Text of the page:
Coastguards are all men, right? Wrong. While the fourth emergency service is still widely considered to be a male preserve, in fact women are as much a part of the teams – and it is hoped more will join.

Although still somewhat in the minority currently, perhaps from a mistaken belief that it is a “man’s world”, there is one female member of the Porthleven team, one in Porthoustock and three in Portscatho.

Among them is Natalie Williams, who has been a member of Porthleven’s coastguard team for more than three years.

Natalie, who works at Helston Community College, told the Packet: “I have to say that I feel treated as an equal, definitely. It’s something I look forward to every week.

“It was the Penlee Lifeboat disaster that inspired me, many years ago. I’m from Porthleven and was at school when that was going on.

“When I was little there was a chap called Pincher Martin, with a Land Rover that used to go screaming over Porthleven’s Harbour Head. I was about eight and I thought, ‘One day I’m going to do something like that’.”

Natalie realised her ambition in May 2009 when she got a place on the Porthleven team. Days later, however, it seemed her dream would be ripped away before it had even begun, when she was diagnosed with breast cancer. The team, led by station officer Brian Spicer, saw potential however and held Natalie’s place while she received treatment.

“I still used to come when I could, when I was in recovery. It actually got me on more – I was more determined to get back into it,” she said.

Twelve months later she was back raring to go and since then has been working her way through the levels of training.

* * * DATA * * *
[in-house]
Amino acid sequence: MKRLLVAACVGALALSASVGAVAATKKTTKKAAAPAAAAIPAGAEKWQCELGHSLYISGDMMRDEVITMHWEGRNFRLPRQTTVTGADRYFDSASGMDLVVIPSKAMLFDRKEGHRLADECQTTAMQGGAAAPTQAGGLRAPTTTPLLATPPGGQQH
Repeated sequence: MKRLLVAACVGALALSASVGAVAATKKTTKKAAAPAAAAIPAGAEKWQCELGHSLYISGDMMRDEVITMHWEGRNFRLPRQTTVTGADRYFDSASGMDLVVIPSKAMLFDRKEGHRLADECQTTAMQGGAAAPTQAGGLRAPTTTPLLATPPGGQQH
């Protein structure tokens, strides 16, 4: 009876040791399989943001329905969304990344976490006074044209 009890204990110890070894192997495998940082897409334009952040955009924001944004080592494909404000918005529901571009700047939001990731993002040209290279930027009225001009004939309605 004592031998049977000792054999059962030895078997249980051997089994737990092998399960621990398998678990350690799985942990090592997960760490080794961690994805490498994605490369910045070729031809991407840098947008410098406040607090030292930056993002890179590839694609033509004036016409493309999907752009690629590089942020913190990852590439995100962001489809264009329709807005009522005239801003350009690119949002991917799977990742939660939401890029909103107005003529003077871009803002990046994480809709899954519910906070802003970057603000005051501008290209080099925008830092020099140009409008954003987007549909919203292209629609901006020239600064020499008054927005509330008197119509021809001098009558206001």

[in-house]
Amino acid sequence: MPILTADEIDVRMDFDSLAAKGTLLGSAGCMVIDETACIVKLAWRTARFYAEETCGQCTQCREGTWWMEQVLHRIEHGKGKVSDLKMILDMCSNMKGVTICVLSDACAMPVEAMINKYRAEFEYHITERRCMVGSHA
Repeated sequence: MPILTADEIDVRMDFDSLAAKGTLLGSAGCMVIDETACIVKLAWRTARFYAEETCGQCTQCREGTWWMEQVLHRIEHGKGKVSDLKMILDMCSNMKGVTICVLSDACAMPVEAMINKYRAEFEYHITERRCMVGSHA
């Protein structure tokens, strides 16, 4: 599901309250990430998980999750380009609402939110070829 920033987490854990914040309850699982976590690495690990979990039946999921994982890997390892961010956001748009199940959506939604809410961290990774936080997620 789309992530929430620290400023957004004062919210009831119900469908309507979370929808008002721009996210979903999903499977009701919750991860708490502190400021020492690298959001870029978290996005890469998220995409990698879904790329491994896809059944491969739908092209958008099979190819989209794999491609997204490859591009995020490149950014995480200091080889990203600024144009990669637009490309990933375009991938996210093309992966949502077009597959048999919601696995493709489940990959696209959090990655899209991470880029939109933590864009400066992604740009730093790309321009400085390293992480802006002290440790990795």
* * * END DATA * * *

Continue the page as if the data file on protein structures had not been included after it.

“It’s fantastic,” she said. “They treat me no differently and I’ll have a go at everything they do, within my qualification.”

The coastguard teams are all made up of volunteers, who drop everything when a coastal emergency comes in.

While lifeboats patrol the water and search and rescue helicopters from RNAS Culdrose work in the air, it is the coastguards who are responsible for the shore side searches – often lowering themselves over sheer drops and cliff edges to rescue casualties.

Sector controller Marc Thomas said the role was one that could be performed equally well by men and women – who brought their own specific benefits.

“We could do with more,” he said. “Certainly every team should have at least one – they bring different skills.

“They’re very good with speaking to family members who might be upset or distressed, casualties who are injured; they can be very caring and empathise.”

The coastguard service is open to anyone between the ages of 18 and 65 to join. People will need to fill in an application form and complete fitness tests, with a good knowledge of the local area a definite advantage.

Having a flexible job is also a bonus, with the stations always looking for a cross section of people.

In Porthleven the team includes a farmer, an architect, a cameraman and a self-employed builder.

Their skills were called into play over the festive season, when they were called out on many occasions due to the stormy weather – including keeping people safe while watching the waves.

Natalie said: “We are trained and we know what we’re talking about, keeping safe. It’s great to go and watch the waves and the sea, but do it from a safe distance and listen to us when we give advice.”

She added that there was a good atmosphere in Porthleven and everyone respected their authority – although Marc added that in Newquay 16 fixed penalty notices were issued by police to people ignoring the emergency services.